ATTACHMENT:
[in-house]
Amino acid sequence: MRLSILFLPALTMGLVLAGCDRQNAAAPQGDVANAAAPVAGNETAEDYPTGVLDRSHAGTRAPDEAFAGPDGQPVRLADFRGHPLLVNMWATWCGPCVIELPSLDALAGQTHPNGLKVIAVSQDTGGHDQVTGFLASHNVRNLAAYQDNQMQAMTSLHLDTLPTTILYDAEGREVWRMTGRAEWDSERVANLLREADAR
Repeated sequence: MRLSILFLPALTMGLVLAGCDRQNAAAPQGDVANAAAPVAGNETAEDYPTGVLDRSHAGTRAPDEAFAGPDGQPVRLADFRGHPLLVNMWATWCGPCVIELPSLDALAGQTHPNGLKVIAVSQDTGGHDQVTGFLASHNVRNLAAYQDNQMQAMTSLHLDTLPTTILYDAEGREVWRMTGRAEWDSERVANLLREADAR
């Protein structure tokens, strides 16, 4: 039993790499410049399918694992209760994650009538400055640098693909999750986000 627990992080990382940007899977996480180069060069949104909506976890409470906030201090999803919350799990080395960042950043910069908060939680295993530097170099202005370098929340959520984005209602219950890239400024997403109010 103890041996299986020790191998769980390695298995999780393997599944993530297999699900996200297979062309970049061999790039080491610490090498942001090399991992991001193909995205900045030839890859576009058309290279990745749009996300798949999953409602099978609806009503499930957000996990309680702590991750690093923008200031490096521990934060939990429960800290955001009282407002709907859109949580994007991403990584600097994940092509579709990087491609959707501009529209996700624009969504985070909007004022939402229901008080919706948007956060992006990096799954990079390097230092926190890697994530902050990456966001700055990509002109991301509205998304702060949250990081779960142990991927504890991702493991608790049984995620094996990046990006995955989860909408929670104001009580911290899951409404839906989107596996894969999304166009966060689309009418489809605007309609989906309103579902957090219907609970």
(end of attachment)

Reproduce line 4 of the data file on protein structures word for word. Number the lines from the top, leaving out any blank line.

């Protein structure tokens, strides 16, 4: 039993790499410049399918694992209760994650009538400055640098693909999750986000 627990992080990382940007899977996480180069060069949104909506976890409470906030201090999803919350799990080395960042950043910069908060939680295993530097170099202005370098929340959520984005209602219950890239400024997403109010 103890041996299986020790191998769980390695298995999780393997599944993530297999699900996200297979062309970049061999790039080491610490090498942001090399991992991001193909995205900045030839890859576009058309290279990745749009996300798949999953409602099978609806009503499930957000996990309680702590991750690093923008200031490096521990934060939990429960800290955001009282407002709907859109949580994007991403990584600097994940092509579709990087491609959707501009529209996700624009969504985070909007004022939402229901008080919706948007956060992006990096799954990079390097230092926190890697994530902050990456966001700055990509002109991301509205998304702060949250990081779960142990991927504890991702493991608790049984995620094996990046990006995955989860909408929670104001009580911290899951409404839906989107596996894969999304166009966060689309009418489809605007309609989906309103579902957090219907609970």